Feels as dodgy as Adobe turning Photoshop into a subscription service
Fuck these business models and the sales idiots who try to apply them to every single product
First, you have to define the difference between "major" and "minor" version. Users expect major versions to have some significant improvements or new features. What this means is as a developer, you have incentive not to release minor features regularly, but instead batch them together so you can do a "major" release.
Second, the sales team now dictates the release cycle. More major releases means more money, but do it too frequently and the user base revolts. In many companies sales dictates the releases, but now if development is late it's messing with the company's cash flow and ability to continue to exist.
Third, the software can never be "done", because that means no more major releases. As a result, unless there is a sustainable stream of new users, you get feature and scope creep.
Subscriptions mean predictable revenue, and make the developer's incentive align with users: keeping users happy. This means keeping the product stable, making incremental improvements, and evolving with features that make sense.
Of course the beauty of the market is you should be able to find products sold both ways, and you can choose.
I've bought Mailplane v3 for my Mac a few years back. The app did not get new features, only patches. New features came out with v4, which required another purchase. I didn't buy it because v3 is good enough, buying again is a psychological wall. If it was a subscription I'd be happily paying them and happily using the latest version.
They are not charging a subscription for you to be allowed to download Gitlab and self-host it.
The issue with a subscription for self-hosted or locally ran software is that you are obligated to pay an ongoing fee, without the provider being obligated to provide any service in return. Their terms do not require them to adhere to any release schedule or anything showing that by paying a subscription you're getting X. It's basically a recurring donation in hopes the software you already paid for gets an update.
Imagine if your OS required a subscription for your computer to be usable, even when the developer of your OS doesn't release any updates that benefit or affect you for months, if you don't keep paying your subscription you get locked out of all of your work for no reason other than some marketing douche thought it'd be a good way to squeeze a more regular revenue stream out of their existing customers?
You can see it on the “buy” page.
It’s still less than ideal, but I pay yearly for their “all pack” product and I feel with the amount I use it I’ve gotten my money’s worth every year.
Not sure if they changed this recently - I stopped following them when they switched to subscription with fairly onerous terms (which they rectified after backlash to ‘mediocre’, but never to ‘fair value’).
The reason this is more fair is that I am paying for the version and one year of updates. Jetbrains has no right to say at the end of the period that since I did not renew, they are taking back the updates they gave me, as if it was by their grace I had been given the updates. I paid for the updates, I get to keep them.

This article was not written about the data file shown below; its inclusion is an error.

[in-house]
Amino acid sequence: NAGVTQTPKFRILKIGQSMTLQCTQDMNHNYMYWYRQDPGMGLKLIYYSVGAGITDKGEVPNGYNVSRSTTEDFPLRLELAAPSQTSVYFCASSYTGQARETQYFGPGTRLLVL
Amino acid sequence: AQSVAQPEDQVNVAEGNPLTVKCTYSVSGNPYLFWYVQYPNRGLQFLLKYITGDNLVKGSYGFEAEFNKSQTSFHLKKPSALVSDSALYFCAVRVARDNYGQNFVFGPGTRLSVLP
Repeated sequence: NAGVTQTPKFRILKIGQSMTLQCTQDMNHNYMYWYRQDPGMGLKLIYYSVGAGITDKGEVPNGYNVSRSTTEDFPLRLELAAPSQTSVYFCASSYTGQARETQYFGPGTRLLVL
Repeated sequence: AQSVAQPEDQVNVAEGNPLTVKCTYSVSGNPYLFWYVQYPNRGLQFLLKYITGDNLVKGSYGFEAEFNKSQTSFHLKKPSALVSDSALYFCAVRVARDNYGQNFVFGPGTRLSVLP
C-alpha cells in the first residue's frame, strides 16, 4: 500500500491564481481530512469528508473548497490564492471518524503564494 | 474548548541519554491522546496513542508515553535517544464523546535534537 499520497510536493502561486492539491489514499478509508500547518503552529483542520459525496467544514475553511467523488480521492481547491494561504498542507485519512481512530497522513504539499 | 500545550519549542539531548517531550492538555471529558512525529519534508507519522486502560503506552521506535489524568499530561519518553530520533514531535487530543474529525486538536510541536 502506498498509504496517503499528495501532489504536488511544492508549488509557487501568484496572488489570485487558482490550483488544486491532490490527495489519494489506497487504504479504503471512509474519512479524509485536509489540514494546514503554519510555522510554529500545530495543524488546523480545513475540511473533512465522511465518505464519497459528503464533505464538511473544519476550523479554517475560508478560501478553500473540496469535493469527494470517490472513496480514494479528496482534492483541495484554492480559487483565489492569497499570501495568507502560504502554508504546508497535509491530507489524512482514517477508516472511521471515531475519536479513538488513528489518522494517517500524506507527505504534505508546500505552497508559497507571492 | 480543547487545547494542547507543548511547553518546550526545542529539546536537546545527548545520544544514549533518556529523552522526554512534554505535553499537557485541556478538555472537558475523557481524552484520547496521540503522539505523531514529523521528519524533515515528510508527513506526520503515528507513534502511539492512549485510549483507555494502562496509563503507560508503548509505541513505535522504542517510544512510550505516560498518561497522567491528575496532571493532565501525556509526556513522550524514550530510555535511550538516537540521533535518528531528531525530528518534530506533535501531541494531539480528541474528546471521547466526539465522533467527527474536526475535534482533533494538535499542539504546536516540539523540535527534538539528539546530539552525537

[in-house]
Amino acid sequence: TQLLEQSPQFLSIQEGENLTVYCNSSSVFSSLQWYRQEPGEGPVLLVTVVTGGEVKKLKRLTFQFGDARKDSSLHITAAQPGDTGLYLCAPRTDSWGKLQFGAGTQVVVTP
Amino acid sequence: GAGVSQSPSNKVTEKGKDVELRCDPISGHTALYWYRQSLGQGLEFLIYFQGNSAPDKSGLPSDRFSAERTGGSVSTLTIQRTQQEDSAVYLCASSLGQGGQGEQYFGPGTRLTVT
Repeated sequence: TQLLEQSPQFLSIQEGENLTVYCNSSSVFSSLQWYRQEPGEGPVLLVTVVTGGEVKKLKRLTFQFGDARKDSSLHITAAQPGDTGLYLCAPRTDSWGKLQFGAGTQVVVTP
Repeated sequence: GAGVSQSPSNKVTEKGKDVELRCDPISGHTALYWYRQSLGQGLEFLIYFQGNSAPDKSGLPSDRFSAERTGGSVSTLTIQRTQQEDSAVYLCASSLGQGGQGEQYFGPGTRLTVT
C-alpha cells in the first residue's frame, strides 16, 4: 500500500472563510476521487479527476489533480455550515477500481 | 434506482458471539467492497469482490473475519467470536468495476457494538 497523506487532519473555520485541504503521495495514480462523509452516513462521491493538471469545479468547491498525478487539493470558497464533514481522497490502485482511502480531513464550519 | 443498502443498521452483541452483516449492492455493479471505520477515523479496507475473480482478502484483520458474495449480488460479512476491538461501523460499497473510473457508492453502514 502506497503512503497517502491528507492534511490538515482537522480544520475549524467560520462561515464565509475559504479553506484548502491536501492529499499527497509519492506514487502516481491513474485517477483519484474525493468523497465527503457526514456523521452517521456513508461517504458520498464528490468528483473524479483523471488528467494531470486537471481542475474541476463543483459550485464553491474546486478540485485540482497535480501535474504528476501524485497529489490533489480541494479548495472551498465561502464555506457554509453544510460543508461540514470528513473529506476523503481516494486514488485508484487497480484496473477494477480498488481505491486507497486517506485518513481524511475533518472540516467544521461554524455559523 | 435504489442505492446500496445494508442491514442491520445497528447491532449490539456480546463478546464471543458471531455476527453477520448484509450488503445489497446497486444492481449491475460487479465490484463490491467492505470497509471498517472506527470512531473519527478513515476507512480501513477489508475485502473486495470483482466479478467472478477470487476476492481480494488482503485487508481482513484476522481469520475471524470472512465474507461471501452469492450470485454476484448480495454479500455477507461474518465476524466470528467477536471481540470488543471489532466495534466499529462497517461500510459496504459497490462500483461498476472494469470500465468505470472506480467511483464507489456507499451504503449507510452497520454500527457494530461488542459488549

That said, they have every contractual right to enforce whatever they think is fair, and I have every right to recommend against their products and/or prevent the bulk purchase if I am in a decision-making position about it.
In order to keep using it, I would be required to downgrade to the version available at the beginning of my subscription. 12 months ago.
If there are show stopping bugs in that version, then too bad. If it's not compatible with your current projects and plugins? Deal with it.
With most software, this would not really be a huge deal. Photoshop? Who cares. Excel? Meh.
But with Jetbrains products you've got to consider whether the old version is going to be 100% compatible with your existing project files, plugins, keybindings, settings and configurations.
It's quite a gamble IMHO.
If you want major updates, it's not weird to be asked to pay for it, which means continued subscription.
The issue with a subscription for self-hosted or locally ran software is that you are obligated to pay an ongoing fee, without the provider being obligated to provide the service you're paying for. Their terms do not require them to adhere to any release schedule or anything showing that by paying a subscription you're getting X. It's basically a recurring donation in hopes the software you paid for gets an update.
If they quit updating to abandon (which is unlikely when they're making quite a ton from the subscriptions), you can quit paying.
It works on every database known to humans
We're fully on Jetbrains tools otherwise (R#, dotTrace and dotMemory, TeamCity as build server) so it was a no brainer for me to want to continue that trend but it didn't check all the boxes for us, despite its clear polish.